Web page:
August 21, 2012

Off the Trail: Around the paddock, voters are as skittish as the horses

In Topsham, denizens of the harness racing world express deep dissatisfaction with the way things are.

By Bob Keyes bkeyes@pressherald.com
Staff Writer

(Continued from page 1)

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Donald Richards, 80, of Yarmouth says he’ll vote, but, “I’m not an Obama fan. I’m not too much of a Romney fan, either.”

Photos by Gabe Souza/Staff Photographer

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Lillian and Roger Bellmore of Woolwich say they are fed up with the current administration and will vote Republican this fall, though they express little enthusiasm for Mitt Romney.

Gabe Souza

He wants someone to address the national debt issue so he can feel more confident that his Social Security check will continue showing up in his mailbox. "You work all your life and they talk about taking it away," he says, slugging down an afternoon cup of coffee. "I feel I earned it. ... I feel I shouldn't lose it because the government can't take care of the money."

Donald Richards, 80, of Yarmouth shakes his head when asked about the national debt. "Each year it seems to get bigger. Someone's going to have to pay it off."

He's disgusted with the whole political process. He's going to vote, because he always does. But he's not sure why. He's strongly opinionated -- "I've been opinionated all my life" -- but has little regard for politics. "I'm not an Obama fan. I'm not too much of Romney a fan, either," he says.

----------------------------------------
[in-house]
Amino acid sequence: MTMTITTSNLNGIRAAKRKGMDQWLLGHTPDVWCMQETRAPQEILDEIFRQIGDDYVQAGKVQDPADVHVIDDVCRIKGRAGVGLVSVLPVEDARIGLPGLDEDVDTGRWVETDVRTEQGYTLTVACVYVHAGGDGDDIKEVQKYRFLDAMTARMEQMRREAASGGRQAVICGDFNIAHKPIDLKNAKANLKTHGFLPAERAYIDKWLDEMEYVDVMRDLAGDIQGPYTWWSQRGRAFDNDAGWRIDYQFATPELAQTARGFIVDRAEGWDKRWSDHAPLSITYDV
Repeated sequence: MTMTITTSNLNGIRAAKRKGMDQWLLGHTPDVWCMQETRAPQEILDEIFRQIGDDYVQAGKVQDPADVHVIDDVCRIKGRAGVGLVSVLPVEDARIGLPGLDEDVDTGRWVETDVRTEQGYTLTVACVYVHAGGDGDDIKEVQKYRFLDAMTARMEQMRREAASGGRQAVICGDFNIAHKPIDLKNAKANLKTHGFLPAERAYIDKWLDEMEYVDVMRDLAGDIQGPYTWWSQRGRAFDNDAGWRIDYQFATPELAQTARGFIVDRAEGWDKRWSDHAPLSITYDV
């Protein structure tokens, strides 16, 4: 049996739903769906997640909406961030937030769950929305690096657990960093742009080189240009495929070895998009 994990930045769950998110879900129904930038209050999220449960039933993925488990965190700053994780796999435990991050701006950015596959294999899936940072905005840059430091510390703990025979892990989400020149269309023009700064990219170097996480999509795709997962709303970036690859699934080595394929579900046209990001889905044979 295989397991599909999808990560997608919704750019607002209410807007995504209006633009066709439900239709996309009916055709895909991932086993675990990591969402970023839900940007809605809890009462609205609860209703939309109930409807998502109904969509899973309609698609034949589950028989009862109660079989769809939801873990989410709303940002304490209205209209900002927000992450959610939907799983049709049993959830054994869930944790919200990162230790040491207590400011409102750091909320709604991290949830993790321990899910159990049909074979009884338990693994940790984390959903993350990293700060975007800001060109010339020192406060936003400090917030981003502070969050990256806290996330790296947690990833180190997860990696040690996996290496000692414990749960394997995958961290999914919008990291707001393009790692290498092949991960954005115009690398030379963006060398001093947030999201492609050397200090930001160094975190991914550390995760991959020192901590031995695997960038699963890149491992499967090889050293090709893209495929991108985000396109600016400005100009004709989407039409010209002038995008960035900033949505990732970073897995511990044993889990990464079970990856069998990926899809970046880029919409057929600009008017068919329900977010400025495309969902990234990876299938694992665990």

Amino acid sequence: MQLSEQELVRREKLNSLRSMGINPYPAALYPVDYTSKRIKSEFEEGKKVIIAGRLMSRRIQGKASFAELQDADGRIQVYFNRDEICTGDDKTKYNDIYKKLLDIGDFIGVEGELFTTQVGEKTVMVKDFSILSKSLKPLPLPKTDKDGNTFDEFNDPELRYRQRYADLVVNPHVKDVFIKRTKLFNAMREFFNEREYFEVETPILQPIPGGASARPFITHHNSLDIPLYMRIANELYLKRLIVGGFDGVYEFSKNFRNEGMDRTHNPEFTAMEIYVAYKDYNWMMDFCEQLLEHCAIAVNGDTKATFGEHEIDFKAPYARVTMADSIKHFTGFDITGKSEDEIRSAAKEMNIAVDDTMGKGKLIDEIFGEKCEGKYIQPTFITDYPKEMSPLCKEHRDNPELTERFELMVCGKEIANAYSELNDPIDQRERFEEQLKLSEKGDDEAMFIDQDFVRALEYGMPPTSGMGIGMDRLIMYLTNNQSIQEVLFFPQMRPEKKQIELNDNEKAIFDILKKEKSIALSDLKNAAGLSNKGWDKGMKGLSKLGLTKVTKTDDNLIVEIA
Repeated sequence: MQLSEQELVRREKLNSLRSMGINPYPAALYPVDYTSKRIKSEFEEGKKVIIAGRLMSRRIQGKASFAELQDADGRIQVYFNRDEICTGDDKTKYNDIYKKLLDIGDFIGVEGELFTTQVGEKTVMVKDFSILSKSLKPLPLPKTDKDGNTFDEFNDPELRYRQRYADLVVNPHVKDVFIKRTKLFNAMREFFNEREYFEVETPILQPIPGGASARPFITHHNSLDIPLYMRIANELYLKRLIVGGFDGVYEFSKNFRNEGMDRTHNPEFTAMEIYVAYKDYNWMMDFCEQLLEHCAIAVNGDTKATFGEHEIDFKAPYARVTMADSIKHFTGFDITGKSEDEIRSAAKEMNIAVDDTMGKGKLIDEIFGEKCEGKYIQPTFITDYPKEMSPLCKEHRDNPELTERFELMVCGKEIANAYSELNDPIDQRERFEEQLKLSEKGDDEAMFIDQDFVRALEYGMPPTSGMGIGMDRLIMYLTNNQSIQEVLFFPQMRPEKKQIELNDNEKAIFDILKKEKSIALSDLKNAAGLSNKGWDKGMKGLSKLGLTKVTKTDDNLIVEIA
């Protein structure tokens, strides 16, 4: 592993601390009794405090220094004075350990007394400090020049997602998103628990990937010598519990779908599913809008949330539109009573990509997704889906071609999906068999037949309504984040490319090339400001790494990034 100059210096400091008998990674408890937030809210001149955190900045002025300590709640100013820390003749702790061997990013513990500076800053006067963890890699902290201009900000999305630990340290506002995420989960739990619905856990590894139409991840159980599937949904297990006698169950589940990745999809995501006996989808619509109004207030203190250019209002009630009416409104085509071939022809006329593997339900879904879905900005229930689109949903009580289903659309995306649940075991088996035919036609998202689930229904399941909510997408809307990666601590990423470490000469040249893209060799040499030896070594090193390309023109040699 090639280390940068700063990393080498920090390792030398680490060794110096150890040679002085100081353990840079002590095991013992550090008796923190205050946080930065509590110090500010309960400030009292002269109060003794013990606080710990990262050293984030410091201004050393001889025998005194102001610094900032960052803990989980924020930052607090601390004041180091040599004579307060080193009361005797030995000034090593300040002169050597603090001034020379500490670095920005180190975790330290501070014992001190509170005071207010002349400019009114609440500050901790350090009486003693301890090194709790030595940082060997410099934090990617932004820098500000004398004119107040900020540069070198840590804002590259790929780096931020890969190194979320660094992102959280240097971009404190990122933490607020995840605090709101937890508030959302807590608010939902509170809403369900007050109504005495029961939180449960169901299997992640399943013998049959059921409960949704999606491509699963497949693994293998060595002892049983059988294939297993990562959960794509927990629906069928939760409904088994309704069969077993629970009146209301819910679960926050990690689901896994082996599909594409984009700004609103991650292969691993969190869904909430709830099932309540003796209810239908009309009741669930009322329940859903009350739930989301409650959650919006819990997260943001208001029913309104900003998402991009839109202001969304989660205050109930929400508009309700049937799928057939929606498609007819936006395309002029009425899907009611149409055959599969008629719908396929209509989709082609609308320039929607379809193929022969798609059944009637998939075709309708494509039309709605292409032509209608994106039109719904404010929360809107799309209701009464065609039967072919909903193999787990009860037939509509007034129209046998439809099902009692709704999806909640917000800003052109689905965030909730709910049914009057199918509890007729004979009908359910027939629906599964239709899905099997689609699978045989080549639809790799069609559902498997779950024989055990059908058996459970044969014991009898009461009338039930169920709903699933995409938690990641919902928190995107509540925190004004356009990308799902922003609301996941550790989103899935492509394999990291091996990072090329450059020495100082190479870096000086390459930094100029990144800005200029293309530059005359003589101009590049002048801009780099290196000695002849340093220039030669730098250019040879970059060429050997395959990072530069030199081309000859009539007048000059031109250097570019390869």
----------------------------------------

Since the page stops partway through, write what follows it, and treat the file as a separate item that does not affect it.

Frank Woodbury of Cumberland isn't committed to either candidate. He's a Republican who voted for Obama last time around, but doubts he will again. "I think I'm going to vote for the Republican," said Woodbury, a paddock judge. "I'm not too fussy about either one of them, to be truthful with you."

By no means are the folks at the fair an indicator of the outcome of the election in Maine. Obama won Maine in 2008 with 57 percent of the vote, and Maine has voted with the Democrat in each presidential election since 1992. People who follow politics believe Obama will win Maine again.

But these folks reveal a restlessness and dissatisfaction with the way things are.

Liz Switzer of Cumberland would love to work with horses full time, just as her husband does. But she has to take a part-time job so that she, her husband and 3-year-old son have health insurance. She is infuriated each time she looks at her check and sees how little she brings home.

It's hardly worth working -- except that she must.

"It just seems with my paycheck, they take so much out of it for taxes. After I pay for my insurance, there is nothing left for me," she says.

Staff Writer Bob Keyes can be contacted at 791-6457 or:


Twitter: pphbkeyes


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